Public health experts have been warning for decades that overuse of antibiotics reduces the effectiveness of drugs that cure bacterial infections. At least 2,000,000 Americans get antibiotic-resistant infections per year.
Notably, gluttonous overuse of antimicrobial drugs to combat bacteria and fungi via hospitals, clinics, and farms is backfiring and producing superbugs or “Nightmare Bacteria,” which is especially lethal for people with compromised immune systems and autoimmune disorders that use steroids to suppress bodily defenses.
Federal Centers for Disease Control and Prevention (“CDC”) recently labeled a fungus called Candida auris or C. auris an “Urgent Threat.” This Nightmare Bacteria is a brutal killer that’s unstoppable and flat-out travels fast.
The CDC claims antibiotic resistance is “one of the biggest public health challenges of our time.”
According to the World Health Organization: “The world is facing an antibiotic apocalypse.”
The UK’s chief medical officer believes antimicrobial resistance: “May spell the end of modern medicine,” as routine surgeries turn into medical emergencies.
In short, new antibiotic resistance mechanisms are emerging and spreading worldwide, quickly. Knowledgeable sources worry that society at large is headed for a “Post-Antibiotic Era,” in which common infections and minor injuries can kill once again (Source: WHO Fact Sheet on Antibiotic Resistance, Nov. 2017).
According to a recent British governmental study, without new medicines and without curbing unnecessary use of antimicrobial drugs, infections followed by ensuing deaths will likely eclipse cancer deaths over succeeding decades. The harsh fact is nearly one-half of patients that contract C. auris die within 90 days. (Source: Pew Campaign on Human Health and Industrial Farming)
Nowadays, the dangers of “Nightmare Bacteria” are growing out of control. The latest concern is that C. auris will begin spreading to healthier populations, even though healthy people are normally not at risk. Within only five years, C.auris has established itself as one of the world’s most intractable health threats. It is drug-resistant, tenacious and nearly impossible to exterminate and travels the globe looking for innocent victims, killing people mostly in hospital settings.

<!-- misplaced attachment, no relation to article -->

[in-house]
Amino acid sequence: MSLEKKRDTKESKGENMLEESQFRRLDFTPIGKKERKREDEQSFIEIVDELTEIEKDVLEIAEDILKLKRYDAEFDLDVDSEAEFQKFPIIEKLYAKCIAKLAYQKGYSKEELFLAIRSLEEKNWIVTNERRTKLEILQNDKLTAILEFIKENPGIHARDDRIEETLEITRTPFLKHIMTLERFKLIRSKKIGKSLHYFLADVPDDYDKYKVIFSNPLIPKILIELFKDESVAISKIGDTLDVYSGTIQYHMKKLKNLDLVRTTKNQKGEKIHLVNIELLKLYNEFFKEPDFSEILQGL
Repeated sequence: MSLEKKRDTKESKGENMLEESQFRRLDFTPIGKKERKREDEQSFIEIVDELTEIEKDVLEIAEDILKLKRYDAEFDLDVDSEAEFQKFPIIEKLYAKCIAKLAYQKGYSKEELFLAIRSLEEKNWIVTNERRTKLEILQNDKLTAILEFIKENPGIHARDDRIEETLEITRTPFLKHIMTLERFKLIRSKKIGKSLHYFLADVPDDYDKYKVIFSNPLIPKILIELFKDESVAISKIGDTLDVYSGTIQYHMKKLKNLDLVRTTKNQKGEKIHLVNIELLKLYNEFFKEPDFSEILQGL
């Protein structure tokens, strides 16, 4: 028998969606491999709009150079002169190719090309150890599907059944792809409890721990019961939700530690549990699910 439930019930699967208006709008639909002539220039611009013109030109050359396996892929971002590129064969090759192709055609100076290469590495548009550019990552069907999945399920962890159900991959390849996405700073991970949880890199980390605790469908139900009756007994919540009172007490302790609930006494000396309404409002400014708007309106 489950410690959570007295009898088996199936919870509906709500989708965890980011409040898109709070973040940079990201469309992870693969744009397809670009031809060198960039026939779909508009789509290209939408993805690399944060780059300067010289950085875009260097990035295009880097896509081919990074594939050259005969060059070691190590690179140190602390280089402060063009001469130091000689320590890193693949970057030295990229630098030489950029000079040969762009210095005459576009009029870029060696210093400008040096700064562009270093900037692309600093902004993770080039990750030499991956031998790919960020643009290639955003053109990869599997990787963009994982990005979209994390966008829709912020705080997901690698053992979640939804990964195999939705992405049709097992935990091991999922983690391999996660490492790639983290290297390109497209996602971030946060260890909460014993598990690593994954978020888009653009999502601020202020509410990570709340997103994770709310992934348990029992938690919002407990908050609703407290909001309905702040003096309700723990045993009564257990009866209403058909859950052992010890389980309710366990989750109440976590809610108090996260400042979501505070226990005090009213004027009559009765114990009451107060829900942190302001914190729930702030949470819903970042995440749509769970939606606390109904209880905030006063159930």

C.auris has already established a beachhead in Venezuela, Spain, the UK, India, Pakistan, South Africa, New York, New Jersey, and Illinois. Nobody knows where else it may be cloaking.
A British hospital aerosolized hydrogen peroxide in a C.auris-infected room for one week solid. Subsequently, only one organism grew back in a Petri dish in the room. It was C. auris. The hospital serves wealthy patients from Europe and the Middle East, and it has not made a public announcement of the outbreak.
An outbreak of C.auris at a Spanish hospital resulted in 41% deaths of infected patients. The hospital has not made a public announcement of the outbreak.
In the U.S., the Brooklyn branch of Mount Sinai Hospital had a case of C. auris with an older man hospitalized for abdominal surgery.
According to a New York Times article d/d April 7th 2019: Deadly Germs, Lost Cures: A Mysterious Infection, Spanning the Globe in a Climate of Secrecy: “The man at Mount Sinai died after 90 days in the hospital, but C. auris did not. Tests showed it was everywhere in his room, so invasive that the hospital needed special cleaning equipment and had to rip out some of the ceiling and floor tiles to eradicate it… C. auris is so tenacious, in part, because it is impervious to major antifungal medications, making it a new example of one of the world’s most intractable health threats: the rise of drug-resistant infections.”